It is only 11 days until I get to leave for the Knotty Ladies Fiber Retreat in Black Mountain, NC. I am excited, this is a new venue in a beautiful place. Trying to get ready to pack my car quickly as I will be traveling north for a few days later this week to help out family and I want to have everything decided and ready.
The agenda has many items:
make sure I have the goody bags packed with the items I have acquired, the door prizes, and my gift for the Dirty Santa gift exchange. DONE
gather items for the “free to take” table and other items for the “sale” table, items I don’t want but don’t want to give away. Working on it.
Assess my vending stock and decide what is going. DONE
Make some healing salves and labels for same. Maybe tomorrow
Decide on what the non crated items will be packed in as I don’t know this venue or how convenient loading in will be.
This sent me on a creative frenzy, weaving a wrap from hand spun yarn. Dyeing some hand spun yarn. Spinning another skein of yarn. The plying of that skein produced a skein of fine fingering weight smooth Shetland wool yarn of 348 yards, but it was too loosely plyed, so I sent it through the wheel again to put in more twist. It is a nicely balanced yarn now. The wrap got a crocheted top edge and some reweaving to repair the flaw and it is washed and is blocked to dry. The dyed and newly spun yarns are drying.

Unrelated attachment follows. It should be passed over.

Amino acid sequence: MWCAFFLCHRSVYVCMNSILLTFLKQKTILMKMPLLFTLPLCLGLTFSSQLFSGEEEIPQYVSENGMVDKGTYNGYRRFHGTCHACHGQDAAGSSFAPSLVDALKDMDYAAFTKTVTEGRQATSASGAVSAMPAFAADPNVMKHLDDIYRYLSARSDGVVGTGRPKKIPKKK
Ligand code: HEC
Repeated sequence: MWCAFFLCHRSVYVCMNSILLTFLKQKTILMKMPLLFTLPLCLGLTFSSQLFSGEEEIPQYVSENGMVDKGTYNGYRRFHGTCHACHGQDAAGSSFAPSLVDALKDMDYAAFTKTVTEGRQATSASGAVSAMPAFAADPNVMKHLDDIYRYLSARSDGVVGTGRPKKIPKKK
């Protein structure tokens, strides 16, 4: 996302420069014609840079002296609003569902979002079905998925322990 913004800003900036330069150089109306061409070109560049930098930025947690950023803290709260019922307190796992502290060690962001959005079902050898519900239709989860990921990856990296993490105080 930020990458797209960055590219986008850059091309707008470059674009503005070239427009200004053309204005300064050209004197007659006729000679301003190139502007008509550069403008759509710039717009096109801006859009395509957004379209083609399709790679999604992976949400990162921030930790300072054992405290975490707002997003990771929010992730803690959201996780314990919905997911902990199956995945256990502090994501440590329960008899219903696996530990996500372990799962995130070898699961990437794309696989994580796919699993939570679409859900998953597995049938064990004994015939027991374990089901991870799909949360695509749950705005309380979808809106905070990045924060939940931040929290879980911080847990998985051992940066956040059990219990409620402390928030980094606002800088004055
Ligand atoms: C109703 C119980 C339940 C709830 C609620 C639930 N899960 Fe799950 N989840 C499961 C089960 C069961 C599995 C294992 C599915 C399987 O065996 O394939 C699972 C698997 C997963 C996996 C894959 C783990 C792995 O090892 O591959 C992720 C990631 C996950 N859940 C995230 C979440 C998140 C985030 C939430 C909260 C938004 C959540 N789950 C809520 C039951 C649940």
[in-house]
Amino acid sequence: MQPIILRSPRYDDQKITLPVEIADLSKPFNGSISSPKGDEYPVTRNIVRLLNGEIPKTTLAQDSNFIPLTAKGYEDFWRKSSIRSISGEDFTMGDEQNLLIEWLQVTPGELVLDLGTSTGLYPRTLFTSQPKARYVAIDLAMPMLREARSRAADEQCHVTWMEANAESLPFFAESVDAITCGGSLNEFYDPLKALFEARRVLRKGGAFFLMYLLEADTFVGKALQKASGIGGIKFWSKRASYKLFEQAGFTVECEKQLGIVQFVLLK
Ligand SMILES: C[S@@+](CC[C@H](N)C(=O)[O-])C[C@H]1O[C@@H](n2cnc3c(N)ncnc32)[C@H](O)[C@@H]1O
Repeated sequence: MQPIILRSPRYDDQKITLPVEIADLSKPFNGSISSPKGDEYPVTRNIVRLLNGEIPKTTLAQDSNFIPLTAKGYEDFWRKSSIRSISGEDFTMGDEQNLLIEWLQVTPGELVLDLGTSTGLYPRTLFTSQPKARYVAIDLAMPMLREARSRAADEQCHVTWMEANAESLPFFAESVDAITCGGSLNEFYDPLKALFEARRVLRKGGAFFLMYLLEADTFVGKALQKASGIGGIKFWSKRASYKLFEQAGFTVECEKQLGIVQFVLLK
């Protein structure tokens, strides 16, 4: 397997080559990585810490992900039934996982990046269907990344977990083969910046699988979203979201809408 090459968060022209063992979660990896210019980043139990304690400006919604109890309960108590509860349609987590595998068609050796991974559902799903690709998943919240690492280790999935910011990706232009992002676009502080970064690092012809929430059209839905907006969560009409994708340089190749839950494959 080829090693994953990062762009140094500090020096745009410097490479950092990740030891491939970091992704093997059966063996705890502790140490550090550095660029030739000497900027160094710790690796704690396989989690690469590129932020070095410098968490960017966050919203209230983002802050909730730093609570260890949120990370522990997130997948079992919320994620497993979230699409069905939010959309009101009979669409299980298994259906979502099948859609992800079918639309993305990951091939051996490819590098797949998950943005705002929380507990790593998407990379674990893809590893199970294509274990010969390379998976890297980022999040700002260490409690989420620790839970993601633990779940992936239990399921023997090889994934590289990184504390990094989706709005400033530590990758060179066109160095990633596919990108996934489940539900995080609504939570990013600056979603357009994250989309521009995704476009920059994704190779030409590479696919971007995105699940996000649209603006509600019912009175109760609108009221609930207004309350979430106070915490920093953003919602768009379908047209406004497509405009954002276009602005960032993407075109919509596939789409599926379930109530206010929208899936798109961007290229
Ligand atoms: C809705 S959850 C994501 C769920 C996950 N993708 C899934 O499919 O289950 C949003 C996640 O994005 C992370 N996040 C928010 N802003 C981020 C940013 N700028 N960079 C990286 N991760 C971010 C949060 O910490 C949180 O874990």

I need to get some crafting and a book together and make sure the laundry is done before I have to pack for the trip to help family.
I’m sure there will be way too much to do, but most of it will go with me to the fiber retreat as well along with my wheel and more fluff to spin.
If the salves don’t get done, it will be okay. If I have too much to entertain myself, at least it is contained in a basket. I never run out of crafting to play with.